The Carmack Amendment, 49 U.S.C. §14706 (1994), standardizes and creates a uniform rule for carrier liability in the transportation of goods in interstate commerce. Smith v. United Postal Service, 296 F.3d 1244, 1246 (11th Cir. 2002) (citing New York, New Haven & Hartford R.R. Co. v. Nothnagle, 346 U.S. 128, 131, 73 S. Ct. 986, 97 L. Ed. 1500 (1953); Adams Express Co. v. Croninger, 226 U.S. 491, 506, 33 S. Ct. 148, 57 L. Ed. 314 (1913)). The congressional action is “paramount and supersedes all state laws as to the rights and liabilities and exemptions created by such transactions.” Adams Express Co., 226 U.S. at 505. “To accomplish the goal of uniformity, the Carmack Amendment preempts state law claims arising [*20] from failures in the transportation and delivery of goods.” Smith v. UPS, 296 F.3d 1244, 1246 (11th Cir. 2002). The Eleventh Circuit has held that “only claims based on conduct separate and distinct from the delivery, loss of, or damage to goods escape preemption.” Id. at 1248-49. Indeed, “separate and distinct conduct … must exist for a claim to fall outside the preemptive scope of the Carmack Amendment.” Id. at 1249.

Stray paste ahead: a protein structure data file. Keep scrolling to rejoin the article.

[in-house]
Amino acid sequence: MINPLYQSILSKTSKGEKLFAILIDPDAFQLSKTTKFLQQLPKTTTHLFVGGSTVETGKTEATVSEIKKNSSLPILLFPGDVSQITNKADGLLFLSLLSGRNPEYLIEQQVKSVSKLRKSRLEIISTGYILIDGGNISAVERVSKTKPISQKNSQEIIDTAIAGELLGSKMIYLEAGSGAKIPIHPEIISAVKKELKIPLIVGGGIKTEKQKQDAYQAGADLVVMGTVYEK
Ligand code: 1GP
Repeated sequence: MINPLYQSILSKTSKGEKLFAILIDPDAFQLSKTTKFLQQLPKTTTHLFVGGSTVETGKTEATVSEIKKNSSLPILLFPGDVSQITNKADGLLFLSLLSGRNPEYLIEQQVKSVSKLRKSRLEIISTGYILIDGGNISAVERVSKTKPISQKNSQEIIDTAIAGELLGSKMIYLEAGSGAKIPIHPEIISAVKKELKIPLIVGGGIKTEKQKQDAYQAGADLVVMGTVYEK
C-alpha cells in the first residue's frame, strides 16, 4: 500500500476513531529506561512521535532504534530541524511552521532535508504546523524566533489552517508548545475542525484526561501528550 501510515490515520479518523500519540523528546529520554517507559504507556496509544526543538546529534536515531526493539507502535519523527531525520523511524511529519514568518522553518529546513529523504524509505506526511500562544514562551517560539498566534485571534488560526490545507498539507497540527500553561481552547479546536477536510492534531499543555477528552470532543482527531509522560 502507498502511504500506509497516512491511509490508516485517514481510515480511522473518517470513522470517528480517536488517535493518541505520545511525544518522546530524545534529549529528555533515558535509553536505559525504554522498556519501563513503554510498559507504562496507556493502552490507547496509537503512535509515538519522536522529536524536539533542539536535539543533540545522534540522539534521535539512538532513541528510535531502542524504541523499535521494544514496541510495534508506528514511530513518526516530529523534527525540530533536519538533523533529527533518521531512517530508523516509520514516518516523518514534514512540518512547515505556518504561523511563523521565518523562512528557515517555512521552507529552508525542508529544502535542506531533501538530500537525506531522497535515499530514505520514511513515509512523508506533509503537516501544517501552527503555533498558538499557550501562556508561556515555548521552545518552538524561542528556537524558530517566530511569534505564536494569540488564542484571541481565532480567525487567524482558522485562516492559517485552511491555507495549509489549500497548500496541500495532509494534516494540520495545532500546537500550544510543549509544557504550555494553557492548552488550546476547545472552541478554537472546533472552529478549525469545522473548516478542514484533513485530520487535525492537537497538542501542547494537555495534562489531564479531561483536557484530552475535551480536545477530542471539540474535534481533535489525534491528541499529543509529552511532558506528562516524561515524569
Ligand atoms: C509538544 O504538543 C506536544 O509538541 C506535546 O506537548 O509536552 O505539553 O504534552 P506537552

Here, Plaintiffs’ state law claims, Counts II and III, are preempted by the Carmack Amendment. Both counts are not “based on conduct separate and distinct from delivery, loss of, or damage to goods,” as described in Smith, 296 F.3d at 1246, but rather, are squarely premised on allegations involving the transportation of goods in interstate commerce. ECF No. [84] ¶ 11. Specifically, Plaintiffs are seeking to hold Defendants liable for the damages caused to the Engine during interstate transportation from Michigan to Florida. Id. As such, Plaintiffs’ state law claims, Counts II and III, are preempted by the Carmack Amendment.